The cultural divide between a supposed gay agenda and faith-based biases is well represented in several features within Frameline’s expansive 2007 program. Its representations run a wide gamut just as the terms gay and Christian have come to encompass wildly disparate US communities.
On Frameline’s nonfiction side, Markie Hancock’s Born Again deftly mixes home movies, archival news footage, and more to chart the director’s long, often agonized journey away from being the perfect overachieving and overbelieving product of her Pennsylvanian parents’ staunch evangelical faith. At a Christian college and then in wide-open Berlin, Hancock began to question the conservative beliefs that had along with her family’s approval constituted her formative-years identity.
The devout Hancock clan members are models of tolerance compared to the subject of K. Ryan Jones’s Fall from Grace. That individual is none other than Rev. Fred Phelps, the leader of the Westboro Baptist Church of Topeka, Kan., a man long notorious for his congregationcumextended family’s outrageous displays of public homophobia. Most recently, Phelps and his followers found infamy by picketing the funerals of US soldiers killed in Iraq, a phenomenon they approve of the notion being that these American military deaths are somehow God’s vengeance for the pipe bomb that student pranksters planted at Westboro Baptist a decade ago.
Yup, these people are cray-ay-ay-azy! Also scary. Two among Phelps’s several estranged children say he used the Bible to justify domestic violence. Unlike most hatemongers, Phelps’s small but fervent clan actually embrace the word hate. Their notion of Christianity is all hellfire and zero forgiveness or compassion. They are pseudo-Christian Antichrists.
A gentler treatment of Bible-based intolerance can be found in Rock Haven, the first directorial feature of San Francisco’s David Lewis. Its titular fictive Northern California burg (played by Bodega Bay) is where Bible collegebound Brady (Sean Hoagland) moves from Kansas with his widowed mother (Laura Jane Coles), who’s opening a Christian school. The moment Brady spies slightly older Clifford (Owen Alabado) striking Grecian postures on the beach, however, unclean thoughts then nekkid actions put him on a collision course with his mom’s values.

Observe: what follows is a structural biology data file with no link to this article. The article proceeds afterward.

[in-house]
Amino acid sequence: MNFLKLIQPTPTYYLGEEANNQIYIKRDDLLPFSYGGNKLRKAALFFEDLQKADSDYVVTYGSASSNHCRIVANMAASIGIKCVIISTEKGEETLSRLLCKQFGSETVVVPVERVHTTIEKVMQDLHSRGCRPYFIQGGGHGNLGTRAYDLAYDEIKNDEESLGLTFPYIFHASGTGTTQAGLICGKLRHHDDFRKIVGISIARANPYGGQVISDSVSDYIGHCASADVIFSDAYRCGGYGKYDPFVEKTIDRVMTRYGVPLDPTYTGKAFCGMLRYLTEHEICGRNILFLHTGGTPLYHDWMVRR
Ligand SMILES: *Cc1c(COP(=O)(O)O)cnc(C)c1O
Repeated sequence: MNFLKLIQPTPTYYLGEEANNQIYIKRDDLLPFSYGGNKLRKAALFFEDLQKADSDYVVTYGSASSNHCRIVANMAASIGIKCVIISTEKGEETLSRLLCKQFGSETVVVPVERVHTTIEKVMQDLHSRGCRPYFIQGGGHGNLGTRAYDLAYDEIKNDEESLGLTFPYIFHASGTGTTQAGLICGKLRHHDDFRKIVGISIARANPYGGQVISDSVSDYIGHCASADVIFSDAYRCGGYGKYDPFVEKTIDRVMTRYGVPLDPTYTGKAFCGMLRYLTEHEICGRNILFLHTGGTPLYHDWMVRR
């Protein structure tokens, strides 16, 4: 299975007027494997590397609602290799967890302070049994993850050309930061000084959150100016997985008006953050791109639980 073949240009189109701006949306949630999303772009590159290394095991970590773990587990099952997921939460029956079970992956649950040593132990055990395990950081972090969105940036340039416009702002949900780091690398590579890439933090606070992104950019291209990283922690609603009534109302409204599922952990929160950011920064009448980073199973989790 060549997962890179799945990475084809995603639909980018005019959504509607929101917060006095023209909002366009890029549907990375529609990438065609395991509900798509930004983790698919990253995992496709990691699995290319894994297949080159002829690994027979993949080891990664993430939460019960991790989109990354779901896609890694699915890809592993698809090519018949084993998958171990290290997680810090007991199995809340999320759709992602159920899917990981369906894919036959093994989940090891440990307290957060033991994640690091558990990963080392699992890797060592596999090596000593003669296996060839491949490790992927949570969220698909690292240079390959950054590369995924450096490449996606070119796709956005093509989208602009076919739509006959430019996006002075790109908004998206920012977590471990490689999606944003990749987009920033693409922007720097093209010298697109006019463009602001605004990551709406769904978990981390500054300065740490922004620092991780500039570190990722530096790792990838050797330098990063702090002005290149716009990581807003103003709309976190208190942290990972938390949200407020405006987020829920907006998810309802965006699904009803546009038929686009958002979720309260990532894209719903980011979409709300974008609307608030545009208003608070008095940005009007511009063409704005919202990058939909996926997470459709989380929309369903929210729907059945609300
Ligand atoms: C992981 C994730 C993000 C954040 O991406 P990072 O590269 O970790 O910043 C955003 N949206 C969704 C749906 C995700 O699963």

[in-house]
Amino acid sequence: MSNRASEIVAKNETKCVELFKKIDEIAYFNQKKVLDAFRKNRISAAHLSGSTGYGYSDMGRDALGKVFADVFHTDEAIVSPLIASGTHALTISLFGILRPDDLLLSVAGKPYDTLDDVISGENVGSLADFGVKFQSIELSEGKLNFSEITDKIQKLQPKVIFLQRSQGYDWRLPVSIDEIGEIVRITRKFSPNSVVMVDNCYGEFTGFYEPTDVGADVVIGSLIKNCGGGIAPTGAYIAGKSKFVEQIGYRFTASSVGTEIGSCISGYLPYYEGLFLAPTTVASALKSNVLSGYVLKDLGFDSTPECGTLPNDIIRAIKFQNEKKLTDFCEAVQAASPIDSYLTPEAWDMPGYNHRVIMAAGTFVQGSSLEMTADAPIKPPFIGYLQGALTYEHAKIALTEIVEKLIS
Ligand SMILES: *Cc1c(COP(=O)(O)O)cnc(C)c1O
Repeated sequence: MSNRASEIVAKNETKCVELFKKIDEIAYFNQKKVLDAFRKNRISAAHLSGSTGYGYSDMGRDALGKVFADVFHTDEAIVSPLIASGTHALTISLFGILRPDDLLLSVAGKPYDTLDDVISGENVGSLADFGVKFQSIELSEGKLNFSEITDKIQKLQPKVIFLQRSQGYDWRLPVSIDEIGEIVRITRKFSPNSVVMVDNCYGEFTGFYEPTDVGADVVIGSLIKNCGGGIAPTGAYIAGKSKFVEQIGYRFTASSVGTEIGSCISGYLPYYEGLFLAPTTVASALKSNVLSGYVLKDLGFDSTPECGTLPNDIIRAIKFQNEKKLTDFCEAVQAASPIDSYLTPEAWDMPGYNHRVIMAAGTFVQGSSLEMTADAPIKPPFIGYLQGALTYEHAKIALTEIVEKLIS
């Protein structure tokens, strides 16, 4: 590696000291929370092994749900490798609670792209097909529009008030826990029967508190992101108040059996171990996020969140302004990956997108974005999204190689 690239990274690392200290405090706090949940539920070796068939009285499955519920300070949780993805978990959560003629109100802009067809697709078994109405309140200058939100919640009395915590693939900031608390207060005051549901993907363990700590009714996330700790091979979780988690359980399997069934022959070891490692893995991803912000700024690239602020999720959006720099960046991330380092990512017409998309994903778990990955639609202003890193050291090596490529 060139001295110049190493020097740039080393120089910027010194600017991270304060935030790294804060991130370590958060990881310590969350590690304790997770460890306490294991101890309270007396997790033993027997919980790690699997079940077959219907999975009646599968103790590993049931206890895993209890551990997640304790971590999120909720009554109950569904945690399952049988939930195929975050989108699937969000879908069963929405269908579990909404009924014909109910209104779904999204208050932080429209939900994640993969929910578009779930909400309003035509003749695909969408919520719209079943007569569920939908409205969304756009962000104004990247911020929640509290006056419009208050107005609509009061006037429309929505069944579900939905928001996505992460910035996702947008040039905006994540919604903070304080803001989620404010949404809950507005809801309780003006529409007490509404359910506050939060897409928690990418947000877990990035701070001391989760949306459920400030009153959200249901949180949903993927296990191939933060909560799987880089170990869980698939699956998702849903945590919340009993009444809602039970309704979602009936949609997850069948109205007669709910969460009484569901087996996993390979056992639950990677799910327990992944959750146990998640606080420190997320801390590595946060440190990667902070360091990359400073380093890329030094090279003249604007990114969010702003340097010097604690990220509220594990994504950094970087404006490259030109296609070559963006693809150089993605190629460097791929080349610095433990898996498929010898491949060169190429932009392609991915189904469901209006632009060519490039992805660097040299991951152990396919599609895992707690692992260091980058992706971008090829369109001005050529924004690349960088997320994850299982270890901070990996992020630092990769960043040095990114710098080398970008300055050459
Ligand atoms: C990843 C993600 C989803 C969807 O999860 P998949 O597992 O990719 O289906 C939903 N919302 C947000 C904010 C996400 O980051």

Deeper yet less serious in tone, writer-director-star Pete Jones’s delightful Outing Riley is a comedy in the Judd Apatow vein, often raucously funny without sacrificing warmth or character dimension. Jones plays Bobby, a 30-ish Chicagoan who loves his Cubs and his beer. And also his male lover but that is a secret kept well hidden from his three Irish Catholic brothers (including one priest), with whom he’s still best buds. Their sister, Maggie (Julie Pearl), is one among several folks urging him to come the hell out, for Christ’s sake. But doing so doesn’t go down too well at first, not even with the designated bad-boy bro (the wonderful Nathan Fillion, of Waitress and Firefly). Ultimately, things turn around in an agreeable fashion that doesn’t cut corners for cheap uplift.
The result is one of those rare gay movies that should or could be shown to all the straight dudes in America who claim they "can’t really deal with that gay shit." Incredibly, Outing Riley doesn’t have a theatrical distributor yet. Catch it at Frameline, or may the Lord help ya. (Dennis Harvey)
BORN AGAIN (Markie Hancock, US, 2007). June 21, 7 p.m., Victoria
FALL FROM GRACE (K. Ryan Jones, US, 2007). Mon/18, 7 p.m., Roxie; June 20, noon, Castro
OUTING RILEY (Pete Jones, US, 2004). Fri/15, 9:30 p.m., Castro
ROCK HAVEN (David Lewis, US, 2007). June 21, 9:30 p.m., Castro